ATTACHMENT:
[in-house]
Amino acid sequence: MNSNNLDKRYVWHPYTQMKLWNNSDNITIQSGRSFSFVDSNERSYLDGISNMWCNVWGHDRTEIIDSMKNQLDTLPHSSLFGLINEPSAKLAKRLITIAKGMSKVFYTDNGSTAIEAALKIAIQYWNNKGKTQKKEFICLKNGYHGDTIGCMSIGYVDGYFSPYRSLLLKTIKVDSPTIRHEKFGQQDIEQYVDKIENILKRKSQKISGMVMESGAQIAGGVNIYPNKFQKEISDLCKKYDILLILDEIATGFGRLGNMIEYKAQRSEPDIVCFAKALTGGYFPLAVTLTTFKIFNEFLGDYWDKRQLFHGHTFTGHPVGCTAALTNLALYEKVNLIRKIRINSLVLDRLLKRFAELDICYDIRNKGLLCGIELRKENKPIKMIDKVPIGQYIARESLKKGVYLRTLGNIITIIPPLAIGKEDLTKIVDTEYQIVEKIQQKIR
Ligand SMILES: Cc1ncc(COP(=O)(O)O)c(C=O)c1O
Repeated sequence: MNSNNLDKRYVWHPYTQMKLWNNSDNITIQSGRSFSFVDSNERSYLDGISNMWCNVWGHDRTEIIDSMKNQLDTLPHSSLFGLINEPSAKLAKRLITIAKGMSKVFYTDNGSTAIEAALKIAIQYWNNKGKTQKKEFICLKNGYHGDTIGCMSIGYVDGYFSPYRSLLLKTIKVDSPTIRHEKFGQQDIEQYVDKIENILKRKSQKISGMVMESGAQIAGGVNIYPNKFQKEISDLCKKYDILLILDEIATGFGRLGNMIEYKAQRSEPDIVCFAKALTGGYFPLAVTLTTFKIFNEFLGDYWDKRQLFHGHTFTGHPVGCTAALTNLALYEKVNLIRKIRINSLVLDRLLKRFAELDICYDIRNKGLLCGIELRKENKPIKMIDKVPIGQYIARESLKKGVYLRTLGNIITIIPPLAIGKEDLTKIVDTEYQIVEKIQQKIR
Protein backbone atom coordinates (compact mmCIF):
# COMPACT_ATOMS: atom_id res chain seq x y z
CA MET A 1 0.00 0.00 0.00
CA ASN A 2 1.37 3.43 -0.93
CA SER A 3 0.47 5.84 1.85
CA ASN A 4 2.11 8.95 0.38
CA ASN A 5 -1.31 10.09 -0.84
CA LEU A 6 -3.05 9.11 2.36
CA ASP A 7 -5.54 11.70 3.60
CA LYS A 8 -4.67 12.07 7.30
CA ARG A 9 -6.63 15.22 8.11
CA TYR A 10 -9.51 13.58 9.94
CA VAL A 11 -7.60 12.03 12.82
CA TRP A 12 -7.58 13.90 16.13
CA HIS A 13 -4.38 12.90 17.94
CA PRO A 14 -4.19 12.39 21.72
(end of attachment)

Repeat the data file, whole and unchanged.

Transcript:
[in-house]
Amino acid sequence: MNSNNLDKRYVWHPYTQMKLWNNSDNITIQSGRSFSFVDSNERSYLDGISNMWCNVWGHDRTEIIDSMKNQLDTLPHSSLFGLINEPSAKLAKRLITIAKGMSKVFYTDNGSTAIEAALKIAIQYWNNKGKTQKKEFICLKNGYHGDTIGCMSIGYVDGYFSPYRSLLLKTIKVDSPTIRHEKFGQQDIEQYVDKIENILKRKSQKISGMVMESGAQIAGGVNIYPNKFQKEISDLCKKYDILLILDEIATGFGRLGNMIEYKAQRSEPDIVCFAKALTGGYFPLAVTLTTFKIFNEFLGDYWDKRQLFHGHTFTGHPVGCTAALTNLALYEKVNLIRKIRINSLVLDRLLKRFAELDICYDIRNKGLLCGIELRKENKPIKMIDKVPIGQYIARESLKKGVYLRTLGNIITIIPPLAIGKEDLTKIVDTEYQIVEKIQQKIR
Ligand SMILES: Cc1ncc(COP(=O)(O)O)c(C=O)c1O
Repeated sequence: MNSNNLDKRYVWHPYTQMKLWNNSDNITIQSGRSFSFVDSNERSYLDGISNMWCNVWGHDRTEIIDSMKNQLDTLPHSSLFGLINEPSAKLAKRLITIAKGMSKVFYTDNGSTAIEAALKIAIQYWNNKGKTQKKEFICLKNGYHGDTIGCMSIGYVDGYFSPYRSLLLKTIKVDSPTIRHEKFGQQDIEQYVDKIENILKRKSQKISGMVMESGAQIAGGVNIYPNKFQKEISDLCKKYDILLILDEIATGFGRLGNMIEYKAQRSEPDIVCFAKALTGGYFPLAVTLTTFKIFNEFLGDYWDKRQLFHGHTFTGHPVGCTAALTNLALYEKVNLIRKIRINSLVLDRLLKRFAELDICYDIRNKGLLCGIELRKENKPIKMIDKVPIGQYIARESLKKGVYLRTLGNIITIIPPLAIGKEDLTKIVDTEYQIVEKIQQKIR
Protein backbone atom coordinates (compact mmCIF):
# COMPACT_ATOMS: atom_id res chain seq x y z
CA MET A 1 0.00 0.00 0.00
CA ASN A 2 1.37 3.43 -0.93
CA SER A 3 0.47 5.84 1.85
CA ASN A 4 2.11 8.95 0.38
CA ASN A 5 -1.31 10.09 -0.84
CA LEU A 6 -3.05 9.11 2.36
CA ASP A 7 -5.54 11.70 3.60
CA LYS A 8 -4.67 12.07 7.30
CA ARG A 9 -6.63 15.22 8.11
CA TYR A 10 -9.51 13.58 9.94
CA VAL A 11 -7.60 12.03 12.82
CA TRP A 12 -7.58 13.90 16.13
CA HIS A 13 -4.38 12.90 17.94
CA PRO A 14 -4.19 12.39 21.72